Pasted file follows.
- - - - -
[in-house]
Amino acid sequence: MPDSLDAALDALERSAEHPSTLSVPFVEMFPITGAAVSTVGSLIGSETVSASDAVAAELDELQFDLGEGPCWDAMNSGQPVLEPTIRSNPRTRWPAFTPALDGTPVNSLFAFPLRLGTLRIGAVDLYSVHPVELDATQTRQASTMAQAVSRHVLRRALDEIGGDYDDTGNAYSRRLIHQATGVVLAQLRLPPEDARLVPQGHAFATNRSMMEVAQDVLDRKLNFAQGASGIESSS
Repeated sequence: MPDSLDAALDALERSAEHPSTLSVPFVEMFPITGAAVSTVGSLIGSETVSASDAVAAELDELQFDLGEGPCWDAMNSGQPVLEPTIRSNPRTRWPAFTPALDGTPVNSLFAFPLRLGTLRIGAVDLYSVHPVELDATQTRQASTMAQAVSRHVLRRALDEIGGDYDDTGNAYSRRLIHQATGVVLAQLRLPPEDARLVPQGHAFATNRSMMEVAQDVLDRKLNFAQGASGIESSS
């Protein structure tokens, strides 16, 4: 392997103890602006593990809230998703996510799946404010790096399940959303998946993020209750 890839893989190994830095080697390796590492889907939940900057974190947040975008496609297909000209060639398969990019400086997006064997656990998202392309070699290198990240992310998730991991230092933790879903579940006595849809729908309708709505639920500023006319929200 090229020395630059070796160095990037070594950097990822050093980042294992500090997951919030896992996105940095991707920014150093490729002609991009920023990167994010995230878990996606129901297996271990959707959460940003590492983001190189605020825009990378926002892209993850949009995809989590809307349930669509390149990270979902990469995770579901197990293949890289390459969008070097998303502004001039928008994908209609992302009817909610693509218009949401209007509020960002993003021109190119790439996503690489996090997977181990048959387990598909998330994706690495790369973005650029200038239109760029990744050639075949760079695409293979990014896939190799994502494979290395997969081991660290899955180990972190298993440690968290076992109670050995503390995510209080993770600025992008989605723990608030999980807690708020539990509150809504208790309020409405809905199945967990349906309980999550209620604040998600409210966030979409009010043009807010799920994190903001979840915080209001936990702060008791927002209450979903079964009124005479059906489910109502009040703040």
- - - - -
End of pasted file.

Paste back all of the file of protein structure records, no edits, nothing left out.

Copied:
[in-house]
Amino acid sequence: MPDSLDAALDALERSAEHPSTLSVPFVEMFPITGAAVSTVGSLIGSETVSASDAVAAELDELQFDLGEGPCWDAMNSGQPVLEPTIRSNPRTRWPAFTPALDGTPVNSLFAFPLRLGTLRIGAVDLYSVHPVELDATQTRQASTMAQAVSRHVLRRALDEIGGDYDDTGNAYSRRLIHQATGVVLAQLRLPPEDARLVPQGHAFATNRSMMEVAQDVLDRKLNFAQGASGIESSS
Repeated sequence: MPDSLDAALDALERSAEHPSTLSVPFVEMFPITGAAVSTVGSLIGSETVSASDAVAAELDELQFDLGEGPCWDAMNSGQPVLEPTIRSNPRTRWPAFTPALDGTPVNSLFAFPLRLGTLRIGAVDLYSVHPVELDATQTRQASTMAQAVSRHVLRRALDEIGGDYDDTGNAYSRRLIHQATGVVLAQLRLPPEDARLVPQGHAFATNRSMMEVAQDVLDRKLNFAQGASGIESSS
């Protein structure tokens, strides 16, 4: 392997103890602006593990809230998703996510799946404010790096399940959303998946993020209750 890839893989190994830095080697390796590492889907939940900057974190947040975008496609297909000209060639398969990019400086997006064997656990998202392309070699290198990240992310998730991991230092933790879903579940006595849809729908309708709505639920500023006319929200 090229020395630059070796160095990037070594950097990822050093980042294992500090997951919030896992996105940095991707920014150093490729002609991009920023990167994010995230878990996606129901297996271990959707959460940003590492983001190189605020825009990378926002892209993850949009995809989590809307349930669509390149990270979902990469995770579901197990293949890289390459969008070097998303502004001039928008994908209609992302009817909610693509218009949401209007509020960002993003021109190119790439996503690489996090997977181990048959387990598909998330994706690495790369973005650029200038239109760029990744050639075949760079695409293979990014896939190799994502494979290395997969081991660290899955180990972190298993440690968290076992109670050995503390995510209080993770600025992008989605723990608030999980807690708020539990509150809504208790309020409405809905199945967990349906309980999550209620604040998600409210966030979409009010043009807010799920994190903001979840915080209001936990702060008791927002209450979903079964009124005479059906489910109502009040703040």